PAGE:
Definitely worth putting something on the intake form like "This blanket consent form pertains only to emergency medical care. Consent for any and all non-emergency procedures, such as standard and routine procedures, must be obtained on an individual basis."</div>
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Yes, this!! and also get a sign to put on the door that says "the patient in this room did NOT sign the blanket consent form. Do NOTHING without express consent." That will help keep employees from barging in and just going about stuff while on "autopilot".....
 

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Discussion Starter · #10 ·
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<div>Originally Posted by <strong>bobandjess99</strong> <a href="/community/forum/post/11568090"><img alt="View Post" class="inlineimg" src="/community/img/forum/go_quote.gif" style="border:0px solid;"></a></div>
<div style="font-style:italic;">Yes, this!! and also get a sign to put on the door that says "the patient in this room did NOT sign the blanket consent form. Do NOTHING without express consent." That will help keep employees from barging in and just going about stuff while on "autopilot".....</div>
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Can someone talk me through NOT signing the blanket consent form? I know that's a strange question, but.... what will the response from the hosp folks be? What are my rights in terms of NOT signing? What will the consequences be?
 

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<span style="font-family:'Comic Sans MS';"><span style="font-size:medium;"><span>I didn't have a birth plan for my first baby either (mostly had no idea what to do); but there were also FAR too many mistakes made at DS's birth...including the biggest regret of my life: circumcision. This time will be much much different!! (Thank you, MDC!!!! <img alt="" class="inlineimg" src="http://www.mothering.com/discussions/images/smilies/love.gif" style="border:0px solid;" title="love">)<br><br>
I just finished my birth plan for this delivery yesterday. Possibly just in time too; because I very well might be in labor right now. Here it is, feel free to take whatever you want from it; of course you should research the things I've already researched (ie: the vitamin k shot) and adjust according to what you want done. Make sure you go over what "standard procedures" will be done, and ask more than once to be sure everything is covered for you to look into what you do and do not want. Also, cover things that are not standard procedure, just in case (ie: the hepB shot isn't 'standard' here, unless the mom has been diagnosed or something. But I put it in there to be certain baby doesn't get it)</span></span></span><br><br><div style="margin:20px;margin-top:5px;">
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<table border="0" cellpadding="6" cellspacing="0" width="99%"><tr><td class="alt2" style="border:1px inset;"><span style="font-size:medium;"><b>Birth Plan For Mother's Name</b><br>
Partner: Partner's Name<br>
Secondary Support Person:____________________<br>
Date:</span><br><br>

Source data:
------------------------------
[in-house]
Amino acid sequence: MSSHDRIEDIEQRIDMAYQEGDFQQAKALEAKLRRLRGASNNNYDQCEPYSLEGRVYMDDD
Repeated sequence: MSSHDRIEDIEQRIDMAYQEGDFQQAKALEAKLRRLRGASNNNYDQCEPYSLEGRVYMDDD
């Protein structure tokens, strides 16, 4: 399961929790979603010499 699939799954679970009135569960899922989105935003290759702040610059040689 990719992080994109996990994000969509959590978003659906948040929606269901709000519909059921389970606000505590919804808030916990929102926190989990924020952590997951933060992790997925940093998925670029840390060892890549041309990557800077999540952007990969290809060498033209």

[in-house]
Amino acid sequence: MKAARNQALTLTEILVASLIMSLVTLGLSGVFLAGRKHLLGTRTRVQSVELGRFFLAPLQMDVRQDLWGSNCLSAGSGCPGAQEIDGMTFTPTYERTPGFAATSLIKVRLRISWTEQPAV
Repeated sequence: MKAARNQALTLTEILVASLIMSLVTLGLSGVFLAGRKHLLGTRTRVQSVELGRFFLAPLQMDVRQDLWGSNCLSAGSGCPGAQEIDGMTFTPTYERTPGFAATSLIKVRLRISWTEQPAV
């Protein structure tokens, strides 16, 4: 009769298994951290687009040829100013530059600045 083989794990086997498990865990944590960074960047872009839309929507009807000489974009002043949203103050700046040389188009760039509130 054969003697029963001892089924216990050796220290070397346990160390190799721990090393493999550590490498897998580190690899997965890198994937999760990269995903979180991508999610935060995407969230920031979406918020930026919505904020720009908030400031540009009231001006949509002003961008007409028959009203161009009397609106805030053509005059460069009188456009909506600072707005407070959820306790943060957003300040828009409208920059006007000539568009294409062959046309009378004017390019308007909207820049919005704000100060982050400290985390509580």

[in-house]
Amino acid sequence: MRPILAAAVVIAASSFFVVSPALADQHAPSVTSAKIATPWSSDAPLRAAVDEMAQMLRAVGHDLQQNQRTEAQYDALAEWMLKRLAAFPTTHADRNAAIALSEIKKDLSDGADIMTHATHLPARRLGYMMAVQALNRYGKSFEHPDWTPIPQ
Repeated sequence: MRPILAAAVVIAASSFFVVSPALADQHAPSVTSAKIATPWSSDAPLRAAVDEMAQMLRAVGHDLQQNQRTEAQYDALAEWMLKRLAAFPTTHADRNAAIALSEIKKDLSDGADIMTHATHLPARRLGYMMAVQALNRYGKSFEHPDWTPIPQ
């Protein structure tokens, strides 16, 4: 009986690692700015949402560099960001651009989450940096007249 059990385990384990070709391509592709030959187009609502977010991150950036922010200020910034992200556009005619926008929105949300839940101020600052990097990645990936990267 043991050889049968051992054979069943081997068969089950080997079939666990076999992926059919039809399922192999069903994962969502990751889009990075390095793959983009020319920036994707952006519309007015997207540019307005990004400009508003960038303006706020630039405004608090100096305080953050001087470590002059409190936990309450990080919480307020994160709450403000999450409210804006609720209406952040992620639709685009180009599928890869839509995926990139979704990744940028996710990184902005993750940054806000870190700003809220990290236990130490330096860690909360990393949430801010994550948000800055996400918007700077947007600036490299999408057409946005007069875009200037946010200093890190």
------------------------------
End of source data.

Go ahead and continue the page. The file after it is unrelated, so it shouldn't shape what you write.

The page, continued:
I would like minimal medical intervention, most specifically in the ways listed below. <i>Should a life-threatening emergency develop that risks the life of the baby or myself, it is understood that upholding my wishes as listed below may no longer be possible.</i> In the event of an emergency, I would like both of my support persons to be informed together (unless unusual circumstance prevents this), and consent for medical procedure for both myself and baby can be obtained from them as well.<br><br><b>IV / MEDICATION:</b><br>
I do not want an IV inserted for myself or for baby unless medically necessary. Before any medication is administered, I would like for my support persons to be consulted and informed of what it is and what the purpose of the medication is.<br><br><b>LABOR INDUCING DRUGS:</b><br>
I do not want to be given Pitocin or any similar drugs that induce labor or speed up the process of labor.<br><br><b>EPIDURAL / PAIN MEDICATIONS:</b><br>
I do not want an epidural or any other pain medications. I do not want drugs offered to me or suggested to my support persons.<br><br><b>EPISIOTOMY:</b><br>
I do not want an episiotomy.<br><b><br>
DELAYED CORD CLAMPING / CUTTING THE CORD:</b><br>
I would like the cord to remain attached until it is certain that it has stopped pulsating. I would like Partner to be given the option to cut the cord first; and if he declines, I would like the secondary support person to be offered the option.<br><br><b>HEPATITIS B SHOT:</b><br>
I do not want the baby to receive a Hepatitis B shot.<br><br><b>VITAMIN K SHOT:</b><br>
I consent ONLY to give the baby a vitamin K shot that is free from preservatives.<br><br><b>EYE OINTMENT:</b><br>
I do not want eye ointment administered to the baby (including but no limited to Erythromycin, Gentromycin or Silver Nitrate).<br><br><b>FORMULA / FORMULA SUPPLEMENTING:</b><br>
I do not want baby to be given formula as a primary OR supplemental source of nutrition.<br><br><b>CIRCUMCISION:</b><br>
Under <span style="text-decoration:underline;">no</span> circumstances is the baby to be circumcised. Should it be found to be medically necessary; I will research my options <i>after</i> leaving the hopsital before consenting to circumcision. Any pressure otherwise will not be welcome.<br><br><br>
______________________ . ____________________<br>
mother's signature . partner's signature<br><br><br>
_______________________ . ____________________<br>
secondary support person . attending midwife<br><br></td>
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<span style="font-family:'Comic Sans MS';"><span style="font-size:medium;"><span>Good luck in your labor and delivery!<br><br></span></span></span>
 

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<div>Originally Posted by <strong>Belia</strong> <a href="/community/forum/post/11571190"><img alt="View Post" class="inlineimg" src="/community/img/forum/go_quote.gif" style="border:0px solid;"></a></div>
<div style="font-style:italic;">Can someone talk me through NOT signing the blanket consent form? I know that's a strange question, but.... what will the response from the hosp folks be? What are my rights in terms of NOT signing? What will the consequences be?</div>
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You can write stuff on the form before signing it. At one doctor's office I went to, the form had something like "agree to all procedures" and I added "after explanation of the procedures decide whether to" before it and initialed and dated the addition and the doctor seemed to make extra sure I understood why he was recommending a given test and such.<br><br>
So you'd still be signing the consent form, but it wouldn't be the full blanket consent.